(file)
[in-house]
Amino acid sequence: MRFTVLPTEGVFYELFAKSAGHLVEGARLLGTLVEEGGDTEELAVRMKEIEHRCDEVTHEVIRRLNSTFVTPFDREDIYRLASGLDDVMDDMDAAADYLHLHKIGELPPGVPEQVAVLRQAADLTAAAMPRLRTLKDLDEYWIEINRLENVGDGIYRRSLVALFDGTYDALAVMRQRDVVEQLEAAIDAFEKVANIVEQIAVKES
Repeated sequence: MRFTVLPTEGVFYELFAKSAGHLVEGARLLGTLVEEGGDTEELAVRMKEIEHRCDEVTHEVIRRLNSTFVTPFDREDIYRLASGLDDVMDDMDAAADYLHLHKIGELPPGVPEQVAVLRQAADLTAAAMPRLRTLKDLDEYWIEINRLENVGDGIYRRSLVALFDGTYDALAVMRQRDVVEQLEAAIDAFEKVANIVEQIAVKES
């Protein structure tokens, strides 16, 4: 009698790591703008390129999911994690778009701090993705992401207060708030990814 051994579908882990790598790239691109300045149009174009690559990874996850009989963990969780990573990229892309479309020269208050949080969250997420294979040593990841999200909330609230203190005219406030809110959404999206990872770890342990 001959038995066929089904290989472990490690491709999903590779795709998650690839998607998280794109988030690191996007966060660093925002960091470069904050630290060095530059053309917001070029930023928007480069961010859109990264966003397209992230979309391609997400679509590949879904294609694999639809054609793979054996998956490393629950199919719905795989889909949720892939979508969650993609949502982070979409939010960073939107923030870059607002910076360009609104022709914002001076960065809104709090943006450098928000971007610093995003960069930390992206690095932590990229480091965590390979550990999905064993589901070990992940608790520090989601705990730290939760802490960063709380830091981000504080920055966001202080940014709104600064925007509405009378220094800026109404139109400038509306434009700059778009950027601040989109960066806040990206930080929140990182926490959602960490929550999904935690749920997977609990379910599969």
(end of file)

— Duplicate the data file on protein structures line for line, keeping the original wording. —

[in-house]
Amino acid sequence: MRFTVLPTEGVFYELFAKSAGHLVEGARLLGTLVEEGGDTEELAVRMKEIEHRCDEVTHEVIRRLNSTFVTPFDREDIYRLASGLDDVMDDMDAAADYLHLHKIGELPPGVPEQVAVLRQAADLTAAAMPRLRTLKDLDEYWIEINRLENVGDGIYRRSLVALFDGTYDALAVMRQRDVVEQLEAAIDAFEKVANIVEQIAVKES
Repeated sequence: MRFTVLPTEGVFYELFAKSAGHLVEGARLLGTLVEEGGDTEELAVRMKEIEHRCDEVTHEVIRRLNSTFVTPFDREDIYRLASGLDDVMDDMDAAADYLHLHKIGELPPGVPEQVAVLRQAADLTAAAMPRLRTLKDLDEYWIEINRLENVGDGIYRRSLVALFDGTYDALAVMRQRDVVEQLEAAIDAFEKVANIVEQIAVKES
């Protein structure tokens, strides 16, 4: 009698790591703008390129999911994690778009701090993705992401207060708030990814 051994579908882990790598790239691109300045149009174009690559990874996850009989963990969780990573990229892309479309020269208050949080969250997420294979040593990841999200909330609230203190005219406030809110959404999206990872770890342990 001959038995066929089904290989472990490690491709999903590779795709998650690839998607998280794109988030690191996007966060660093925002960091470069904050630290060095530059053309917001070029930023928007480069961010859109990264966003397209992230979309391609997400679509590949879904294609694999639809054609793979054996998956490393629950199919719905795989889909949720892939979508969650993609949502982070979409939010960073939107923030870059607002910076360009609104022709914002001076960065809104709090943006450098928000971007610093995003960069930390992206690095932590990229480091965590390979550990999905064993589901070990992940608790520090989601705990730290939760802490960063709380830091981000504080920055966001202080940014709104600064925007509405009378220094800026109404139109400038509306434009700059778009950027601040989109960066806040990206930080929140990182926490959602960490929550999904935690749920997977609990379910599969």